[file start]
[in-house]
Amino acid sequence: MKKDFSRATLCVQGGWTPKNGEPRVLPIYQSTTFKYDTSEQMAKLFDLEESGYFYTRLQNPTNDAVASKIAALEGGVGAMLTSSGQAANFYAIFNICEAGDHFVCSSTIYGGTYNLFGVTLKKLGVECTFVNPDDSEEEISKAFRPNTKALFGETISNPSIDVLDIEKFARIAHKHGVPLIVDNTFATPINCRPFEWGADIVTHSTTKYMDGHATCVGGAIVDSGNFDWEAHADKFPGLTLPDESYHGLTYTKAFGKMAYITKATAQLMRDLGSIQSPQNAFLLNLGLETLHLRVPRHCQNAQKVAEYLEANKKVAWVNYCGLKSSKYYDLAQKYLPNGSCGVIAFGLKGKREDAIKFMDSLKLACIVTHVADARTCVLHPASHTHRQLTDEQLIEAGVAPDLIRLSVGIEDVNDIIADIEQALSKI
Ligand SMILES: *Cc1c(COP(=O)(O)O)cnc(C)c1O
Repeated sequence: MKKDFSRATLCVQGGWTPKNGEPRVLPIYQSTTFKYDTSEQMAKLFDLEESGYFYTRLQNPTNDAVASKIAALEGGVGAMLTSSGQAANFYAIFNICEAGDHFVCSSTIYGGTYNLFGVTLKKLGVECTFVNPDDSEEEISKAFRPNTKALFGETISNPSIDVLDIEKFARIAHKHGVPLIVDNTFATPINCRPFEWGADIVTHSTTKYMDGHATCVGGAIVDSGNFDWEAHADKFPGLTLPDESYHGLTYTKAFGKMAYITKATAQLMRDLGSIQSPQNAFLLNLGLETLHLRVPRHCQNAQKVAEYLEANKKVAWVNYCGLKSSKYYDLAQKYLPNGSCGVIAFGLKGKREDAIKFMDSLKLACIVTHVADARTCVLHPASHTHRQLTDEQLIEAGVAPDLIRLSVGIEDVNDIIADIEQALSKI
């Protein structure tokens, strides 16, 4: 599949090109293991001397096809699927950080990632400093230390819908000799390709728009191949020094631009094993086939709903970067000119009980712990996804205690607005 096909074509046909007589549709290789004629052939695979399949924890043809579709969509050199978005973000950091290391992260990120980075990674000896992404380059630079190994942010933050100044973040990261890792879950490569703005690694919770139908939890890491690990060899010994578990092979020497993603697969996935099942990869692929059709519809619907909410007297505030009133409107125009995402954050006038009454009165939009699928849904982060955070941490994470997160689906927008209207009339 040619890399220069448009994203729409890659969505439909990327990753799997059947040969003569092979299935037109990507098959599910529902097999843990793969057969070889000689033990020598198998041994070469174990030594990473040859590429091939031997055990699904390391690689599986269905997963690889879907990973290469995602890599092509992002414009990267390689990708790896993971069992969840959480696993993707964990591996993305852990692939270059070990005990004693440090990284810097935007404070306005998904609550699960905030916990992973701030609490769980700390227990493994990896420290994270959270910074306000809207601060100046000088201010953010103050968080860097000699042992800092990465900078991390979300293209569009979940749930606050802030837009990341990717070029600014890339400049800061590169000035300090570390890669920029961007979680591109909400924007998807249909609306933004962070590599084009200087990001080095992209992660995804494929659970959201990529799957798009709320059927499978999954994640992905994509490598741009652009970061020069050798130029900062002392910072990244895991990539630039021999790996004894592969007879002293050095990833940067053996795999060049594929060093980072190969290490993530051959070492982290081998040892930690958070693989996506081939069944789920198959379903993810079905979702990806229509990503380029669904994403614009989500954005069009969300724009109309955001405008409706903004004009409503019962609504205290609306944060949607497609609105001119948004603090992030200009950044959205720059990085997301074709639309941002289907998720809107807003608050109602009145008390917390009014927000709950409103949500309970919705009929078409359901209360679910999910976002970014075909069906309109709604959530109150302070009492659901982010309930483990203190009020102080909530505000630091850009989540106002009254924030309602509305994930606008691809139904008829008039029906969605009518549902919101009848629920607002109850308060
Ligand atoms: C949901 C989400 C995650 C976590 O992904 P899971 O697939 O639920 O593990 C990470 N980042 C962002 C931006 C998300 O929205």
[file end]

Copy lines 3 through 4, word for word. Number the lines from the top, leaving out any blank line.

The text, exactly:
Ligand SMILES: *Cc1c(COP(=O)(O)O)cnc(C)c1O
Repeated sequence: MKKDFSRATLCVQGGWTPKNGEPRVLPIYQSTTFKYDTSEQMAKLFDLEESGYFYTRLQNPTNDAVASKIAALEGGVGAMLTSSGQAANFYAIFNICEAGDHFVCSSTIYGGTYNLFGVTLKKLGVECTFVNPDDSEEEISKAFRPNTKALFGETISNPSIDVLDIEKFARIAHKHGVPLIVDNTFATPINCRPFEWGADIVTHSTTKYMDGHATCVGGAIVDSGNFDWEAHADKFPGLTLPDESYHGLTYTKAFGKMAYITKATAQLMRDLGSIQSPQNAFLLNLGLETLHLRVPRHCQNAQKVAEYLEANKKVAWVNYCGLKSSKYYDLAQKYLPNGSCGVIAFGLKGKREDAIKFMDSLKLACIVTHVADARTCVLHPASHTHRQLTDEQLIEAGVAPDLIRLSVGIEDVNDIIADIEQALSKI